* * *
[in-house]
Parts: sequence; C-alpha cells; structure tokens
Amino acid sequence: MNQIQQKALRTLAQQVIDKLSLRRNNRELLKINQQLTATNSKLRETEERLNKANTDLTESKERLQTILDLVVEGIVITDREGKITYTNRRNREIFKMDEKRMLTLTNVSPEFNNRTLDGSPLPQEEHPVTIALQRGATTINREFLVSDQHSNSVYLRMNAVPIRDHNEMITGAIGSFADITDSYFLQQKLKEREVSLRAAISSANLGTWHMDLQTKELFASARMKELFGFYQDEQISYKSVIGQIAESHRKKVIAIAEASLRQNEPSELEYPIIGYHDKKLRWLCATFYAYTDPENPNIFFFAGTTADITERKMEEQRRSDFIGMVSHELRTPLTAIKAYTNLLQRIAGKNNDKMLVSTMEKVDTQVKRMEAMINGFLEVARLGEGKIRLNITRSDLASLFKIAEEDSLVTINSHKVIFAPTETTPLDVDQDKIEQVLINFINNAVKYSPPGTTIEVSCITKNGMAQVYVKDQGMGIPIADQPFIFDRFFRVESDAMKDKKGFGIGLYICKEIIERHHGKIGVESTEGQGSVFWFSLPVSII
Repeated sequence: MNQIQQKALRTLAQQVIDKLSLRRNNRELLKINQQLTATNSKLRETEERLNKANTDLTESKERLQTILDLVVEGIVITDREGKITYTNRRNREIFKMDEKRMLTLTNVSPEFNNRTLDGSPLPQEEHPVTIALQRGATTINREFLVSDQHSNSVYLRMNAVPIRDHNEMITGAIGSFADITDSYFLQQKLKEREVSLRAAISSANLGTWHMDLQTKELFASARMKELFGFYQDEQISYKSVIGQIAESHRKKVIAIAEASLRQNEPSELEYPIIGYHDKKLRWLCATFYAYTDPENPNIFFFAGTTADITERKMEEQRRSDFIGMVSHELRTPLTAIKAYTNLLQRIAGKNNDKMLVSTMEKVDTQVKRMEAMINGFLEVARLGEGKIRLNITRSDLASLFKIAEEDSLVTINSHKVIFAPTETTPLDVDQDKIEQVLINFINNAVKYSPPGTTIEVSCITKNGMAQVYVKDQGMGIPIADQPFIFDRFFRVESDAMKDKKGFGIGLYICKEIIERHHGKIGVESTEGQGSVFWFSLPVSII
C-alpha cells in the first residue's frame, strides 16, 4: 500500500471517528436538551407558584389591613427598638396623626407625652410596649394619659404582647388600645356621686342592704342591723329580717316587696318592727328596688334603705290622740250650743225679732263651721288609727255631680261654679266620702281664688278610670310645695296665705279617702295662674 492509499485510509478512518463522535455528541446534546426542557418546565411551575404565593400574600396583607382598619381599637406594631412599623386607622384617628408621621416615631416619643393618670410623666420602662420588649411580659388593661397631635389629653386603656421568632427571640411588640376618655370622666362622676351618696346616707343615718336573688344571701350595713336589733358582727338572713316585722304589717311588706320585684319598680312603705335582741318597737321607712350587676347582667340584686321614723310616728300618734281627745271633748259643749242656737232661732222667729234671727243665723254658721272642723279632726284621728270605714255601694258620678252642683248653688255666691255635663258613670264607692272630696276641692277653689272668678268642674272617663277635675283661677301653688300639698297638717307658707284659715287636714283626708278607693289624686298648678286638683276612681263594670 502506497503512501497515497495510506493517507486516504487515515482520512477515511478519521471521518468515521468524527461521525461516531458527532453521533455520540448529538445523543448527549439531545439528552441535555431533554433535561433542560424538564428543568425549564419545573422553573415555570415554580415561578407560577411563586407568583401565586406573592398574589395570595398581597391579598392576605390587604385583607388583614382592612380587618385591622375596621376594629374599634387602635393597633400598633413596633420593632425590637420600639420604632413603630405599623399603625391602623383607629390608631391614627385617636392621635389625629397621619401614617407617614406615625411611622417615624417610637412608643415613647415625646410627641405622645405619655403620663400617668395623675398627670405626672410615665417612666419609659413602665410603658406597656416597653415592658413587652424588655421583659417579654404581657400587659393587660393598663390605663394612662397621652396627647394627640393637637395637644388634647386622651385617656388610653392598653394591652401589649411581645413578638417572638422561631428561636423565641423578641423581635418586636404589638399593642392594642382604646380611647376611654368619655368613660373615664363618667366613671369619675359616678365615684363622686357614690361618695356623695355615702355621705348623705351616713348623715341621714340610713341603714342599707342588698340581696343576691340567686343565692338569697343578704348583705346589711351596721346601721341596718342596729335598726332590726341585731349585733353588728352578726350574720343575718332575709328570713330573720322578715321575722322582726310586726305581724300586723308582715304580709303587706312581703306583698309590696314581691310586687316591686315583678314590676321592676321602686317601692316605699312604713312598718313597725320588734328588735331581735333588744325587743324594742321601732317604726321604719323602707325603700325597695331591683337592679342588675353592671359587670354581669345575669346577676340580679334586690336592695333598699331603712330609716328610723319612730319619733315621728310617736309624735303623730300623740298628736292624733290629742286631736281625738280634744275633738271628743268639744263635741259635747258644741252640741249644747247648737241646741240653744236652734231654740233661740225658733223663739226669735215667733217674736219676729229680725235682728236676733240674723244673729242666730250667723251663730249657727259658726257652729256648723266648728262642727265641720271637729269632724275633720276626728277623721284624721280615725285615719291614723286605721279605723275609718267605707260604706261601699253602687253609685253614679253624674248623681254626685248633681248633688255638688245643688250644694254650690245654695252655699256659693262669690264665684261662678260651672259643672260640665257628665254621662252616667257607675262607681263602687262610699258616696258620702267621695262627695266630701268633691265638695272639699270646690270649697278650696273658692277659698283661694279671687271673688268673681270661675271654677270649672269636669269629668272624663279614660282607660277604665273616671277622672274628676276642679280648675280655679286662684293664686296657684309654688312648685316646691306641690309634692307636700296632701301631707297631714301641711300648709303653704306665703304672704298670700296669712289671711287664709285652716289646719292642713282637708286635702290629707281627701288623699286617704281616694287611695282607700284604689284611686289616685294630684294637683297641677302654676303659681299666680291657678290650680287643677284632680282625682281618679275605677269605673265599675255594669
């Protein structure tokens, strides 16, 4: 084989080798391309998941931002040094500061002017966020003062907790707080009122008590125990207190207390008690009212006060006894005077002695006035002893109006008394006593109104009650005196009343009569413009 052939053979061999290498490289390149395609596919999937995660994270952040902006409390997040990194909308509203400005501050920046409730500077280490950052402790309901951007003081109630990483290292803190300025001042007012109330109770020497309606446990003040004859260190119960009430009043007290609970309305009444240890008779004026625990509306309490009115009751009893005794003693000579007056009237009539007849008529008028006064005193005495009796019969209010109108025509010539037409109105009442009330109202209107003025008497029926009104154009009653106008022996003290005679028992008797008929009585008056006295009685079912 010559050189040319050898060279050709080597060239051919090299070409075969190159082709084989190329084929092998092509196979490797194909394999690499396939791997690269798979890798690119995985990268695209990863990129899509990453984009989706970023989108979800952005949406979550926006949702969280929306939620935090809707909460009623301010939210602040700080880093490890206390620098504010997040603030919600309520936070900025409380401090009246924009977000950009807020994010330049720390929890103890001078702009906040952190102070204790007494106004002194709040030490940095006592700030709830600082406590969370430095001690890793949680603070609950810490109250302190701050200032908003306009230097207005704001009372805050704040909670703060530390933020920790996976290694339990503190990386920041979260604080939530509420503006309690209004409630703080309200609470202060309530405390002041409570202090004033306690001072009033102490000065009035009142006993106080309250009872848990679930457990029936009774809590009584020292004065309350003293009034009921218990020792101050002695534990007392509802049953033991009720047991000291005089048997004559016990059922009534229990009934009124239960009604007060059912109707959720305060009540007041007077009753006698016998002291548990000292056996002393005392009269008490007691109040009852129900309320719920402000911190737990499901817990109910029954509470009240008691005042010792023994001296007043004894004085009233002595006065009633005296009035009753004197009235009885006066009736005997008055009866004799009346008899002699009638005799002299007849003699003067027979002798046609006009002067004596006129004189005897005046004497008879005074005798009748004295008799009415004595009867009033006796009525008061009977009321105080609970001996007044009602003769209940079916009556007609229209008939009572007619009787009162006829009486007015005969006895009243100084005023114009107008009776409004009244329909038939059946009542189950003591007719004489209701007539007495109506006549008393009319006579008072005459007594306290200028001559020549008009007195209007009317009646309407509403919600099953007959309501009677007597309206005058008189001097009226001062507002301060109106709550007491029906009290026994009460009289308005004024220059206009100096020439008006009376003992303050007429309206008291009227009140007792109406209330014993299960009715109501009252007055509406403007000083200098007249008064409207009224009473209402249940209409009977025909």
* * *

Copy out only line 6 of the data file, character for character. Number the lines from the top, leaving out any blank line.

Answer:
């Protein structure tokens, strides 16, 4: 084989080798391309998941931002040094500061002017966020003062907790707080009122008590125990207190207390008690009212006060006894005077002695006035002893109006008394006593109104009650005196009343009569413009 052939053979061999290498490289390149395609596919999937995660994270952040902006409390997040990194909308509203400005501050920046409730500077280490950052402790309901951007003081109630990483290292803190300025001042007012109330109770020497309606446990003040004859260190119960009430009043007290609970309305009444240890008779004026625990509306309490009115009751009893005794003693000579007056009237009539007849008529008028006064005193005495009796019969209010109108025509010539037409109105009442009330109202209107003025008497029926009104154009009653106008022996003290005679028992008797008929009585008056006295009685079912 010559050189040319050898060279050709080597060239051919090299070409075969190159082709084989190329084929092998092509196979490797194909394999690499396939791997690269798979890798690119995985990268695209990863990129899509990453984009989706970023989108979800952005949406979550926006949702969280929306939620935090809707909460009623301010939210602040700080880093490890206390620098504010997040603030919600309520936070900025409380401090009246924009977000950009807020994010330049720390929890103890001078702009906040952190102070204790007494106004002194709040030490940095006592700030709830600082406590969370430095001690890793949680603070609950810490109250302190701050200032908003306009230097207005704001009372805050704040909670703060530390933020920790996976290694339990503190990386920041979260604080939530509420503006309690209004409630703080309200609470202060309530405390002041409570202090004033306690001072009033102490000065009035009142006993106080309250009872848990679930457990029936009774809590009584020292004065309350003293009034009921218990020792101050002695534990007392509802049953033991009720047991000291005089048997004559016990059922009534229990009934009124239960009604007060059912109707959720305060009540007041007077009753006698016998002291548990000292056996002393005392009269008490007691109040009852129900309320719920402000911190737990499901817990109910029954509470009240008691005042010792023994001296007043004894004085009233002595006065009633005296009035009753004197009235009885006066009736005997008055009866004799009346008899002699009638005799002299007849003699003067027979002798046609006009002067004596006129004189005897005046004497008879005074005798009748004295008799009415004595009867009033006796009525008061009977009321105080609970001996007044009602003769209940079916009556007609229209008939009572007619009787009162006829009486007015005969006895009243100084005023114009107008009776409004009244329909038939059946009542189950003591007719004489209701007539007495109506006549008393009319006579008072005459007594306290200028001559020549008009007195209007009317009646309407509403919600099953007959309501009677007597309206005058008189001097009226001062507002301060109106709550007491029906009290026994009460009289308005004024220059206009100096020439008006009376003992303050007429309206008291009227009140007792109406209330014993299960009715109501009252007055509406403007000083200098007249008064409207009224009473209402249940209409009977025909």